Speaking at the SuperReturn conference in Berlin last month, Jim Pittman, vice president-private equity of PSP Investments, said that, in light of the disappointing performance of mega-buyout funds, the board plans to halve the number of relationships it has with general partners over the next three years. The fund manager will instead focus on leading direct investments or co-investments with a select number of GPs.
All told, the board has committed to 25 GPs, 18 of which manage buyout funds. All except two of those 18 have provided lackluster returns to date, according to Pittman. PSP Investments only invested in two new funds during 2008 and 2009, and both were spin-out or first-time funds. In 2009, PSP Investments had $4.2 billion invested in private equity funds and $3 billion allocated but not yet committed; it also had a total of $1.3 billion invested in co-investments and co-lead deals.
PSP Investments is following the leads of its Canadian pension fund peers
PSP Investments started its private equity allocation program in 2005, and its primary goal has been to back global buyout funds and to pursue co-investments alongside them.
The board has a 12 percent actual allocation to private equity, at the high end of its 10 percent to 12 percent target allocation. By geography, the board has committed about 46 percent of its money in the United States, 28 percent in Europe, 14 percent in Canada and the remainder in Asia.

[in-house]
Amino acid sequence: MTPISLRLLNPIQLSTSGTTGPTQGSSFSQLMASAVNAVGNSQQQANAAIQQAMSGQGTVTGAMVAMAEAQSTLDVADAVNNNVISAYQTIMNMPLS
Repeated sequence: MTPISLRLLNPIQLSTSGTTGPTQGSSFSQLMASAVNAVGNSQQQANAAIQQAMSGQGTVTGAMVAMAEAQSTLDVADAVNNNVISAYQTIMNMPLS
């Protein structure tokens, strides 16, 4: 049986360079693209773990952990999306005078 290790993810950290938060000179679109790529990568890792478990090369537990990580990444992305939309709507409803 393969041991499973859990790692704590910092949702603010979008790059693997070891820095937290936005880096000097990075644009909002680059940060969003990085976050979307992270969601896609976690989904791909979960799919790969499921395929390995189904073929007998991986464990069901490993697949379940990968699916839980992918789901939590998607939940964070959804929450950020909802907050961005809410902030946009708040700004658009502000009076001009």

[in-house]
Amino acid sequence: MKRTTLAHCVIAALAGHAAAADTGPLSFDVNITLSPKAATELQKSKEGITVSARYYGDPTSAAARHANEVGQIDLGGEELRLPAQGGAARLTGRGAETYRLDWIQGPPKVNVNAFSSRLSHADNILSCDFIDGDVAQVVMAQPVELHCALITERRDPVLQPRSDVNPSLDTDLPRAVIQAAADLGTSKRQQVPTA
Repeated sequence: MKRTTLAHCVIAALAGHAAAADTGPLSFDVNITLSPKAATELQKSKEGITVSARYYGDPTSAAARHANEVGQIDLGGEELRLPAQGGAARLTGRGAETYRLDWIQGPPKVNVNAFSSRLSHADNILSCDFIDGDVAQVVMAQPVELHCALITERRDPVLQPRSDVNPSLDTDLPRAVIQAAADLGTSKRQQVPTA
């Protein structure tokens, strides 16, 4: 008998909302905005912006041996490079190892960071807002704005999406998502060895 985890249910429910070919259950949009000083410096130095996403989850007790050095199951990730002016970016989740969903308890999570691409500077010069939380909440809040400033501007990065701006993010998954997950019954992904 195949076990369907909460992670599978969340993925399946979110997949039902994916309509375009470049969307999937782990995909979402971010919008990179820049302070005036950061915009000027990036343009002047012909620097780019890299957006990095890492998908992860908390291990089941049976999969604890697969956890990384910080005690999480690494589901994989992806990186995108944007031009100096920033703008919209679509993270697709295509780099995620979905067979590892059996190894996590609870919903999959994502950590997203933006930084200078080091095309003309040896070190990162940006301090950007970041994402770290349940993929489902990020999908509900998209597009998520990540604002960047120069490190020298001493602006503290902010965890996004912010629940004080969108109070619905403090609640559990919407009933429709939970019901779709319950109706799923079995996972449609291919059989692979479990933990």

Headquartered in Ottawa,Canada, PSP Investments is a crown corporation established in 2000 by Parliament as per the Public Sector Pension Investment Board Act (September 1999). The fund manager, which has $40 billion under management, is growing by $4 billion per annum. Its mandate is to manage employer and employee contributions made after April 1, 2000 to the federal Public Service, Canadian Forces and Royal Canadian Mounted Police pension funds. PSP Investments has also been given the mandate to manage the employer and employee contributions made after March 1, 2007 to the Reserve Force Pension Fund.
The board’s assets are invested in fixed income instruments and Canadian and foreign equities, real estate, private equity, infrastructure and other permissible investments through in-house and external managers.